Without the burden of the House of Lords reform bill, the UK government has been able to use the summer to pause, refocus, reshuffle and relaunch. Meanwhile, the economic picture has remained mixed.
There is low growth, stubbornly high unemployment, struggling banks and small businesses and no end in sight to the imbalances driving the eurozone crisis. But on the positive side, industrial output, retail sales and exports have all been better than expected, inflation is falling and there are signs of recovery on the high street.
What to do? The first thing is to remember that this is a “balance sheet” recession: that is, a fundamental shift in economic value, created by collapsing asset prices amid huge volumes of individual and household debt. The result is assets that are worth less than the loans taken out to pay for them and a difficult process of deleveraging, which reduces both demand and the effectiveness of monetary policy.
But the position is made worse by a second point: the UK’s low sustainable growth rate. The default assumption among the experts – including the Office of Budget Responsibility – remains that the UK will snap back to a long-term rate of about 2.3 per cent. That may happen at some point, but analysis of index-linked gilts and potential output implies that the sustainable growth rate may in fact only be 1-1.5 per cent for several years yet.
That would suggest the UK economy is not doing badly, despite the tough times. More importantly, it also suggests that an attempt by government to lift growth by stimulating consumption or reversing the present fiscal consolidation is likely to be unavailing and will stoke up inflation.
Not only that, it would threaten the UK’s position in the credit markets and reduce resilience against external shocks such as a deterioration of the eurozone. If this is correct, then the recommendations of such luminaries as Larry Summers and Paul Krugman – to say nothing of the Labour party – are profoundly mistaken.
Treading through this economic minefield is no easy task. The key is to balance the maintenance of demand with measures to raise the sustainable growth rate itself. Steady reduction in government spending as a percentage of gross domestic product will have that effect. For example, we must continue to reduce the costs of the private finance initiative through which the National Health Service appears to be treating its contractors more like clients than suppliers.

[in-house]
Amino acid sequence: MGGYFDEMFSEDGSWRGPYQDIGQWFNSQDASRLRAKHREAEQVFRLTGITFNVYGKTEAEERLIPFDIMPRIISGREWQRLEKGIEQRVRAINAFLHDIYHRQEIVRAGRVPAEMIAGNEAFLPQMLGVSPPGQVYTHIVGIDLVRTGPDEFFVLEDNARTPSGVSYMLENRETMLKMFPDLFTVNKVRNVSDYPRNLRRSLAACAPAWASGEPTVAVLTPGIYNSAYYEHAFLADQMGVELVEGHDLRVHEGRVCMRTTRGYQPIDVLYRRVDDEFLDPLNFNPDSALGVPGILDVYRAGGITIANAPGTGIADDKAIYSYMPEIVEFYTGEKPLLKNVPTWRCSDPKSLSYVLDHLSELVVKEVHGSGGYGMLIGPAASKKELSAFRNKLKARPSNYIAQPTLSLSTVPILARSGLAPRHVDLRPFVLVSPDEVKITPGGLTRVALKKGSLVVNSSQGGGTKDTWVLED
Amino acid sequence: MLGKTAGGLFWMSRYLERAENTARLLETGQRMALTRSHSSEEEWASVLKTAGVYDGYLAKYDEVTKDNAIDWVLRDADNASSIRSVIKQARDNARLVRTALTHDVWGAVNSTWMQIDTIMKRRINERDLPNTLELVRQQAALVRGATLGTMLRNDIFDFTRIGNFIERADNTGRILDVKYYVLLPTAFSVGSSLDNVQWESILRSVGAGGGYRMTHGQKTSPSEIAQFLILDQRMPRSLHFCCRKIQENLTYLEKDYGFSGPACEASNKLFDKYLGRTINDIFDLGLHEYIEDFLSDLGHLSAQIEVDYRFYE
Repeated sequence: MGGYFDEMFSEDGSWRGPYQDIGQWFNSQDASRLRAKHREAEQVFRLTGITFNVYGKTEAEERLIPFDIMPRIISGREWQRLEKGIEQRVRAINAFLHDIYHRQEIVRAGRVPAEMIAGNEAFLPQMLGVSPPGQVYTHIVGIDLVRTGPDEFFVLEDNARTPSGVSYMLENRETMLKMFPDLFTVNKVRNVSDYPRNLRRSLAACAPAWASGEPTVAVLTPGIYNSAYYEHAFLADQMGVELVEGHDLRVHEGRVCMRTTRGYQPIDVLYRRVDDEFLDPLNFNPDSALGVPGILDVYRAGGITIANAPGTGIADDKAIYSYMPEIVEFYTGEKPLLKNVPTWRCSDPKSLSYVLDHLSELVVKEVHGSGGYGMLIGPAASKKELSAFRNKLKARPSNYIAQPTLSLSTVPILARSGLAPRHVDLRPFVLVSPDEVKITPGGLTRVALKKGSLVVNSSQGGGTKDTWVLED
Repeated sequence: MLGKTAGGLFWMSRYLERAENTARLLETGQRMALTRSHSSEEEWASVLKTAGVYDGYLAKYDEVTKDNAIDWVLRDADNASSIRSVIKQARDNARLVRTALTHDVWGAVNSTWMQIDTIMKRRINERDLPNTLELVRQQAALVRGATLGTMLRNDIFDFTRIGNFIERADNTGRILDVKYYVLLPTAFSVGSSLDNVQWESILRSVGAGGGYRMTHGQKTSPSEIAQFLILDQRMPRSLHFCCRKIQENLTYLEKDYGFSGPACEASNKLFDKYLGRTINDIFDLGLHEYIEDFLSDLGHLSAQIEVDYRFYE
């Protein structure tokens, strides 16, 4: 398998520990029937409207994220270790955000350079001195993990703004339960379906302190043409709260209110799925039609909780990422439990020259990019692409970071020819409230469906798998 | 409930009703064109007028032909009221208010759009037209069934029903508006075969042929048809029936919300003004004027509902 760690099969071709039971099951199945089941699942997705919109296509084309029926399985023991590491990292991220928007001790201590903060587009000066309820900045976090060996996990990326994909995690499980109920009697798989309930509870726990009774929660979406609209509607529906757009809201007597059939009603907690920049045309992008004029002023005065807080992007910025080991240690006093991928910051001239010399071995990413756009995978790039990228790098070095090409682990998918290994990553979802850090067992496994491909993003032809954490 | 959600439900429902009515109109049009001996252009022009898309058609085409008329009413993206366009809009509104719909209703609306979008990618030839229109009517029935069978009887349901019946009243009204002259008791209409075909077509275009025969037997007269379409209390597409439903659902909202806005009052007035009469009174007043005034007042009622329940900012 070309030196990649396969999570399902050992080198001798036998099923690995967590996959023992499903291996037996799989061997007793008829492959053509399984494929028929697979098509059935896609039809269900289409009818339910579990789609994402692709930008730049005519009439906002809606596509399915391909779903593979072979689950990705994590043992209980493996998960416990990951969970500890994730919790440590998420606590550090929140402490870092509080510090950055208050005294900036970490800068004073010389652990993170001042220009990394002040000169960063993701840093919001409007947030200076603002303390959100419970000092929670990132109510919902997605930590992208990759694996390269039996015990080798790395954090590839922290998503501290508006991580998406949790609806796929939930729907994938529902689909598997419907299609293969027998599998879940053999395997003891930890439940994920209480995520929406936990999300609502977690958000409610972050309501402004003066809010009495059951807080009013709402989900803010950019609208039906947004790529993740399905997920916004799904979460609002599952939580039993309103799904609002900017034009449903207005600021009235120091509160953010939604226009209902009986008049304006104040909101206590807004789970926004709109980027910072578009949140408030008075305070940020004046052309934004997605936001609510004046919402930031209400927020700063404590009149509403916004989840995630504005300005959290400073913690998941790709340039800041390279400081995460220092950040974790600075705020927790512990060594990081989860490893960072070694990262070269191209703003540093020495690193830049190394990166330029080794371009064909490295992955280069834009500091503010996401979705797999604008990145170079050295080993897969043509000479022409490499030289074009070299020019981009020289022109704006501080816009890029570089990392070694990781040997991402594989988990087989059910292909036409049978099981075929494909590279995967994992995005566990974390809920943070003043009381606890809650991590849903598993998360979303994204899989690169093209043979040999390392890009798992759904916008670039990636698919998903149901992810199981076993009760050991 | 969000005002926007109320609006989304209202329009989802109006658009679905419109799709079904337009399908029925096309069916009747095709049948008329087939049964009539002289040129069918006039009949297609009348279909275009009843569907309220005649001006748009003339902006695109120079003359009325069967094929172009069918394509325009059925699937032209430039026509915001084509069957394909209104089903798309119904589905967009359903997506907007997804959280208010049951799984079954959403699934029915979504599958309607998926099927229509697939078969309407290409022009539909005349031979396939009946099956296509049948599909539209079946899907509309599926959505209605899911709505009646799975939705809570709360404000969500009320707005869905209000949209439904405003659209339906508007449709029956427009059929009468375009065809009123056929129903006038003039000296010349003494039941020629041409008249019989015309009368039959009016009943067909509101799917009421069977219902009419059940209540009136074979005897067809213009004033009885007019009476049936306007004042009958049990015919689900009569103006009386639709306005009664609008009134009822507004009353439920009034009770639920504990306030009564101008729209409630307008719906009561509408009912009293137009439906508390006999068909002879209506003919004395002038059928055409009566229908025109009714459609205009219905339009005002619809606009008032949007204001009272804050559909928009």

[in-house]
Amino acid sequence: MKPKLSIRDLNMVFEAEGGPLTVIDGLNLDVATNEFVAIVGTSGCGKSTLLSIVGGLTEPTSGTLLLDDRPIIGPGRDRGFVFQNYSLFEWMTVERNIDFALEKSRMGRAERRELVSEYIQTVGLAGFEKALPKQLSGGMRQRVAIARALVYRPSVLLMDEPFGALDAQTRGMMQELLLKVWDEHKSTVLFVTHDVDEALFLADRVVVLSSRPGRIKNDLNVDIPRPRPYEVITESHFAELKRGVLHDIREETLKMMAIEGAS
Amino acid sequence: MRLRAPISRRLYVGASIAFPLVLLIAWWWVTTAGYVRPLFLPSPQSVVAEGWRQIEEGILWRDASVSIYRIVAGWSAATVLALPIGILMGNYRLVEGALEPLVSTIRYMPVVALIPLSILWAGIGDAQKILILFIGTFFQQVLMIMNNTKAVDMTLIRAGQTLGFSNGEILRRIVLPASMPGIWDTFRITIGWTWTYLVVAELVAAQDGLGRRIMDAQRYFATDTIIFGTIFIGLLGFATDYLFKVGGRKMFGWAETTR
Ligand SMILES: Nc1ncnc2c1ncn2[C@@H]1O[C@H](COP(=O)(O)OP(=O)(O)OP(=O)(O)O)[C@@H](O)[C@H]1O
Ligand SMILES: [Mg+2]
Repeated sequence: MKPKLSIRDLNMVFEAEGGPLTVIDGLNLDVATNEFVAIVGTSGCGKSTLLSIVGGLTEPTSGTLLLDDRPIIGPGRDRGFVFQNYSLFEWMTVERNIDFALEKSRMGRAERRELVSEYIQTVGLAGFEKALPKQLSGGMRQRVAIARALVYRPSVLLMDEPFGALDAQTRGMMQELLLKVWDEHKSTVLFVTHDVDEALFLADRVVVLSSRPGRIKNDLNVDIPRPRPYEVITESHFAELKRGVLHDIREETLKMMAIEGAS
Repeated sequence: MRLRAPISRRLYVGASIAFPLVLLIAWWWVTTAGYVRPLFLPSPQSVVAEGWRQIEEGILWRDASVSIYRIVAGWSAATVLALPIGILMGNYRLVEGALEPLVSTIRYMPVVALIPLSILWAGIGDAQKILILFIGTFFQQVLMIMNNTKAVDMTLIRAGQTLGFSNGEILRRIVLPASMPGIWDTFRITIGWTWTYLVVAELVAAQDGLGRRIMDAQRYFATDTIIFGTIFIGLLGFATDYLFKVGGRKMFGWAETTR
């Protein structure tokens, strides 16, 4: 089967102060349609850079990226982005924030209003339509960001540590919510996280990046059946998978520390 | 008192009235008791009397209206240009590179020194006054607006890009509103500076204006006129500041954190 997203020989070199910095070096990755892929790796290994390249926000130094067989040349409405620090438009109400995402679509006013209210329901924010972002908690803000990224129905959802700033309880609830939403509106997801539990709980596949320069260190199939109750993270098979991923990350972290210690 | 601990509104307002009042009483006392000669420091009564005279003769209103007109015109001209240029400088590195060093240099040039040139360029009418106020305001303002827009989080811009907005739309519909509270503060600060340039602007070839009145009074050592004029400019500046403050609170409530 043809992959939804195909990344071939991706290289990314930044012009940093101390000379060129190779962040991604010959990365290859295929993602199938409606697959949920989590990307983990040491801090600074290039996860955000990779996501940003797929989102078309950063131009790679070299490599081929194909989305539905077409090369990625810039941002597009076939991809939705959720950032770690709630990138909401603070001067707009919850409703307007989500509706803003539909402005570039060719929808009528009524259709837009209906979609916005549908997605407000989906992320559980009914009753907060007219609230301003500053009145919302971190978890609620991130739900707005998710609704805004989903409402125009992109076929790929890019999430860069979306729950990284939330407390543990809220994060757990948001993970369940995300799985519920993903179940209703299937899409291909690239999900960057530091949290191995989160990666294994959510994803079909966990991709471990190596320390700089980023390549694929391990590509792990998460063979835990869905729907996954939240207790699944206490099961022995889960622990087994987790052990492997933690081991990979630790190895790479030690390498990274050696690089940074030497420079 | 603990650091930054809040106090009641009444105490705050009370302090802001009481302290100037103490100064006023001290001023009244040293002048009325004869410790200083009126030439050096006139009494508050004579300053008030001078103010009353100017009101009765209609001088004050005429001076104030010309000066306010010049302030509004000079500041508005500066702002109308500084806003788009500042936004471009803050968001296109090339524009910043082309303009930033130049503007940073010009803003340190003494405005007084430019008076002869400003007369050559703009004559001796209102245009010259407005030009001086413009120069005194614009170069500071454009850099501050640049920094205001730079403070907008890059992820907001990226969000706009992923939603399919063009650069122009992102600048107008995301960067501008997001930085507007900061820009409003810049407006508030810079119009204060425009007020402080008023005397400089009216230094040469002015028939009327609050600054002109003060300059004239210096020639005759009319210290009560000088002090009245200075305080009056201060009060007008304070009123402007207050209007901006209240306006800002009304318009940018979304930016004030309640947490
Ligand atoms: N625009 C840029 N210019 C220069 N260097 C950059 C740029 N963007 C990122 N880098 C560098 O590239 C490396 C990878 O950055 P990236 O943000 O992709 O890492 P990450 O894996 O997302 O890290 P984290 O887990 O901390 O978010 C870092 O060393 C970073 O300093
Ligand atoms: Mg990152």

But there is also significant room for the government to raise capital spending itself. After all, projected public investment levels remain low, the UK can borrow at zero or near-zero real interest rates and there is spare capacity in key sectors and in the labour market, as shown by the blight of youth unemployment.
Given the present obsession with labels, one might call this “Plan A + Capex”: maintaining fiscal consolidation while significantly raising capital investment. The government has made important steps in this direction through the national infrastructure plan. To this one might add the need for a new generation of good public housing.
However, what is needed is not just more private investment but more public investment as well. Even as much as £25bn at current interest rates would carry a maximum real coupon of just £250m a year – or less than two-hundredths of 1 per cent of GDP. By comparison, the real cost of private finance is generally 50-100 per cent more expensive. For every 10 miles of privately financed road, that is, you get 15-20 miles on gilts. And it’s not rocket science to build a road.
How risky would this be? Would the markets be confused by the combination of restraint on consumption spending and increased capital investment and think austerity had ended?
To judge from experience, it would be unwise to rely on the perspicacity of the rating agencies. But given the small sums involved, there is little real cause for concern. And the point could be rammed home by transparently segregating both the newly created assets and liabilities in the national accounts. This would allow the markets to see that debt was financing investment not consumption, as well as show the substantial equity value arising over time.
In economic terms, it is hard to imagine a better investment; all the more so when the social returns and the signal to animal spirits are included. The government has created this option by its strong early measures to consolidate public spending. Now is the time to take some reward through capital investment.
[This article originally appeared in the Financial Times on 19 September 2012]